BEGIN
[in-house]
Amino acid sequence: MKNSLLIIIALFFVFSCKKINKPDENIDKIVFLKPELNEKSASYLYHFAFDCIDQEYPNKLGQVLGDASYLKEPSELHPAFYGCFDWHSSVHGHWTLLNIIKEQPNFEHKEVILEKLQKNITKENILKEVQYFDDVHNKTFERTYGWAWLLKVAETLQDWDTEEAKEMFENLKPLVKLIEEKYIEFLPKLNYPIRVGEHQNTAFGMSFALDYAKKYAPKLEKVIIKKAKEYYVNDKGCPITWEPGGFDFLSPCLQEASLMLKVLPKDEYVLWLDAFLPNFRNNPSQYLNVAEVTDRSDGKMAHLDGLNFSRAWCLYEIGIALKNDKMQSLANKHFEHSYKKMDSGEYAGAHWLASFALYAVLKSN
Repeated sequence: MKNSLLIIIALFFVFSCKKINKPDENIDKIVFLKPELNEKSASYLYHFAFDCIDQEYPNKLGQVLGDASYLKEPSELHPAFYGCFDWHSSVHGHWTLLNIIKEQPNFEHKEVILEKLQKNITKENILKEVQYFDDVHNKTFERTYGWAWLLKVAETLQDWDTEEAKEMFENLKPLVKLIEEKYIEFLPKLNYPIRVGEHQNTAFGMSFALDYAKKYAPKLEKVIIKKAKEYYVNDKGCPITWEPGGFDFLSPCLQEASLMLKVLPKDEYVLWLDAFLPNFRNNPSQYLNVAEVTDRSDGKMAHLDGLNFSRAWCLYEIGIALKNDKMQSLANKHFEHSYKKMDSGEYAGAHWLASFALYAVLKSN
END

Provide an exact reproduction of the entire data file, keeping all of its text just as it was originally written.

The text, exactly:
[in-house]
Amino acid sequence: MKNSLLIIIALFFVFSCKKINKPDENIDKIVFLKPELNEKSASYLYHFAFDCIDQEYPNKLGQVLGDASYLKEPSELHPAFYGCFDWHSSVHGHWTLLNIIKEQPNFEHKEVILEKLQKNITKENILKEVQYFDDVHNKTFERTYGWAWLLKVAETLQDWDTEEAKEMFENLKPLVKLIEEKYIEFLPKLNYPIRVGEHQNTAFGMSFALDYAKKYAPKLEKVIIKKAKEYYVNDKGCPITWEPGGFDFLSPCLQEASLMLKVLPKDEYVLWLDAFLPNFRNNPSQYLNVAEVTDRSDGKMAHLDGLNFSRAWCLYEIGIALKNDKMQSLANKHFEHSYKKMDSGEYAGAHWLASFALYAVLKSN
Repeated sequence: MKNSLLIIIALFFVFSCKKINKPDENIDKIVFLKPELNEKSASYLYHFAFDCIDQEYPNKLGQVLGDASYLKEPSELHPAFYGCFDWHSSVHGHWTLLNIIKEQPNFEHKEVILEKLQKNITKENILKEVQYFDDVHNKTFERTYGWAWLLKVAETLQDWDTEEAKEMFENLKPLVKLIEEKYIEFLPKLNYPIRVGEHQNTAFGMSFALDYAKKYAPKLEKVIIKKAKEYYVNDKGCPITWEPGGFDFLSPCLQEASLMLKVLPKDEYVLWLDAFLPNFRNNPSQYLNVAEVTDRSDGKMAHLDGLNFSRAWCLYEIGIALKNDKMQSLANKHFEHSYKKMDSGEYAGAHWLASFALYAVLKSN